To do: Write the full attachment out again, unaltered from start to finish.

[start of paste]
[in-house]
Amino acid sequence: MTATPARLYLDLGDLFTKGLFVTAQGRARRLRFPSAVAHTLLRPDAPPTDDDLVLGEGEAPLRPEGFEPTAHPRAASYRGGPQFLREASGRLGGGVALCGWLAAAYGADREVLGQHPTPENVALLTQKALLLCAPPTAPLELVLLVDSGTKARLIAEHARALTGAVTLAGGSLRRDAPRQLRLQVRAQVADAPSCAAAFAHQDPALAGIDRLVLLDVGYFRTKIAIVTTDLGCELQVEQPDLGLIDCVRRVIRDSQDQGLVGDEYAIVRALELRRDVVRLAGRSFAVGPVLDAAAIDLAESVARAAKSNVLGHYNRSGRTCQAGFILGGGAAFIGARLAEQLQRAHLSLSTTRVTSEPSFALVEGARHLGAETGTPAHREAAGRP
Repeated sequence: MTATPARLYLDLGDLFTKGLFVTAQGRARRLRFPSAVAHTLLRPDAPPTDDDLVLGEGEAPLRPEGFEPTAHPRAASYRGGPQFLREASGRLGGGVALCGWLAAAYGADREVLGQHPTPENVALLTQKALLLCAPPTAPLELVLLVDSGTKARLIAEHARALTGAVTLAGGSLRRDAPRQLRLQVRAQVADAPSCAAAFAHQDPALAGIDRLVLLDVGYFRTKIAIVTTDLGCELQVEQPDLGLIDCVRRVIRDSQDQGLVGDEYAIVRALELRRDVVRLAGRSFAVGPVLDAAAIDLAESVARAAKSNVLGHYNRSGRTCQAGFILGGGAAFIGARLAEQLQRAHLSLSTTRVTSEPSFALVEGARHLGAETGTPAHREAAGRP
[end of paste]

[in-house]
Amino acid sequence: MTATPARLYLDLGDLFTKGLFVTAQGRARRLRFPSAVAHTLLRPDAPPTDDDLVLGEGEAPLRPEGFEPTAHPRAASYRGGPQFLREASGRLGGGVALCGWLAAAYGADREVLGQHPTPENVALLTQKALLLCAPPTAPLELVLLVDSGTKARLIAEHARALTGAVTLAGGSLRRDAPRQLRLQVRAQVADAPSCAAAFAHQDPALAGIDRLVLLDVGYFRTKIAIVTTDLGCELQVEQPDLGLIDCVRRVIRDSQDQGLVGDEYAIVRALELRRDVVRLAGRSFAVGPVLDAAAIDLAESVARAAKSNVLGHYNRSGRTCQAGFILGGGAAFIGARLAEQLQRAHLSLSTTRVTSEPSFALVEGARHLGAETGTPAHREAAGRP
Repeated sequence: MTATPARLYLDLGDLFTKGLFVTAQGRARRLRFPSAVAHTLLRPDAPPTDDDLVLGEGEAPLRPEGFEPTAHPRAASYRGGPQFLREASGRLGGGVALCGWLAAAYGADREVLGQHPTPENVALLTQKALLLCAPPTAPLELVLLVDSGTKARLIAEHARALTGAVTLAGGSLRRDAPRQLRLQVRAQVADAPSCAAAFAHQDPALAGIDRLVLLDVGYFRTKIAIVTTDLGCELQVEQPDLGLIDCVRRVIRDSQDQGLVGDEYAIVRALELRRDVVRLAGRSFAVGPVLDAAAIDLAESVARAAKSNVLGHYNRSGRTCQAGFILGGGAAFIGARLAEQLQRAHLSLSTTRVTSEPSFALVEGARHLGAETGTPAHREAAGRP